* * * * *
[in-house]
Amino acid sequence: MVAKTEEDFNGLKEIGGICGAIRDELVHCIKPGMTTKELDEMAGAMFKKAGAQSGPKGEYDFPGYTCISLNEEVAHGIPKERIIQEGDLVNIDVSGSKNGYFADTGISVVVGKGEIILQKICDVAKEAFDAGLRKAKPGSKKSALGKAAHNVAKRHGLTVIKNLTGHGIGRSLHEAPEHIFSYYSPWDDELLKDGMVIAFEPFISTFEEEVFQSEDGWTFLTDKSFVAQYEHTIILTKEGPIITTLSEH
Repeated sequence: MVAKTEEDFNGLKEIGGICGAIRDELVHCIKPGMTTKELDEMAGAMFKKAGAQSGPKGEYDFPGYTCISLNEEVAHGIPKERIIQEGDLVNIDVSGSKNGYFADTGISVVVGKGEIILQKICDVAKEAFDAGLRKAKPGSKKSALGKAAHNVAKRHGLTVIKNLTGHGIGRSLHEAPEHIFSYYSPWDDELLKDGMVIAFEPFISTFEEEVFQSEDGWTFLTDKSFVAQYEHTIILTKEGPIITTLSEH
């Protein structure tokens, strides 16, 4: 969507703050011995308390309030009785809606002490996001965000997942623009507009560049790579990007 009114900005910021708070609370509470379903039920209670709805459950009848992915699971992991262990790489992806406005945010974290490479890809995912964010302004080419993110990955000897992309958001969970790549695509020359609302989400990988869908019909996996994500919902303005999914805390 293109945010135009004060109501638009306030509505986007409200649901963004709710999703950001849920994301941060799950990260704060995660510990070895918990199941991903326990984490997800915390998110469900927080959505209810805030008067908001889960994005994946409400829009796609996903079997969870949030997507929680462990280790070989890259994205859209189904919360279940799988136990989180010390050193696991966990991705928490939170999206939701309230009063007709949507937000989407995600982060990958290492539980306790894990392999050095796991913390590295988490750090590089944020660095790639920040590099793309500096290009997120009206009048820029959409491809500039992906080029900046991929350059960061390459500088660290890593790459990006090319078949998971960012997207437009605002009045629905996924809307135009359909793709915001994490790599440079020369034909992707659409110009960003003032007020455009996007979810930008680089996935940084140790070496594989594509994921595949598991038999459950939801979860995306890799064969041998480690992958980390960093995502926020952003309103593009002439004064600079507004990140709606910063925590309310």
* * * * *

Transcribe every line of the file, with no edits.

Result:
[in-house]
Amino acid sequence: MVAKTEEDFNGLKEIGGICGAIRDELVHCIKPGMTTKELDEMAGAMFKKAGAQSGPKGEYDFPGYTCISLNEEVAHGIPKERIIQEGDLVNIDVSGSKNGYFADTGISVVVGKGEIILQKICDVAKEAFDAGLRKAKPGSKKSALGKAAHNVAKRHGLTVIKNLTGHGIGRSLHEAPEHIFSYYSPWDDELLKDGMVIAFEPFISTFEEEVFQSEDGWTFLTDKSFVAQYEHTIILTKEGPIITTLSEH
Repeated sequence: MVAKTEEDFNGLKEIGGICGAIRDELVHCIKPGMTTKELDEMAGAMFKKAGAQSGPKGEYDFPGYTCISLNEEVAHGIPKERIIQEGDLVNIDVSGSKNGYFADTGISVVVGKGEIILQKICDVAKEAFDAGLRKAKPGSKKSALGKAAHNVAKRHGLTVIKNLTGHGIGRSLHEAPEHIFSYYSPWDDELLKDGMVIAFEPFISTFEEEVFQSEDGWTFLTDKSFVAQYEHTIILTKEGPIITTLSEH
């Protein structure tokens, strides 16, 4: 969507703050011995308390309030009785809606002490996001965000997942623009507009560049790579990007 009114900005910021708070609370509470379903039920209670709805459950009848992915699971992991262990790489992806406005945010974290490479890809995912964010302004080419993110990955000897992309958001969970790549695509020359609302989400990988869908019909996996994500919902303005999914805390 293109945010135009004060109501638009306030509505986007409200649901963004709710999703950001849920994301941060799950990260704060995660510990070895918990199941991903326990984490997800915390998110469900927080959505209810805030008067908001889960994005994946409400829009796609996903079997969870949030997507929680462990280790070989890259994205859209189904919360279940799988136990989180010390050193696991966990991705928490939170999206939701309230009063007709949507937000989407995600982060990958290492539980306790894990392999050095796991913390590295988490750090590089944020660095790639920040590099793309500096290009997120009206009048820029959409491809500039992906080029900046991929350059960061390459500088660290890593790459990006090319078949998971960012997207437009605002009045629905996924809307135009359909793709915001994490790599440079020369034909992707659409110009960003003032007020455009996007979810930008680089996935940084140790070496594989594509994921595949598991038999459950939801979860995306890799064969041998480690992958980390960093995502926020952003309103593009002439004064600079507004990140709606910063925590309310």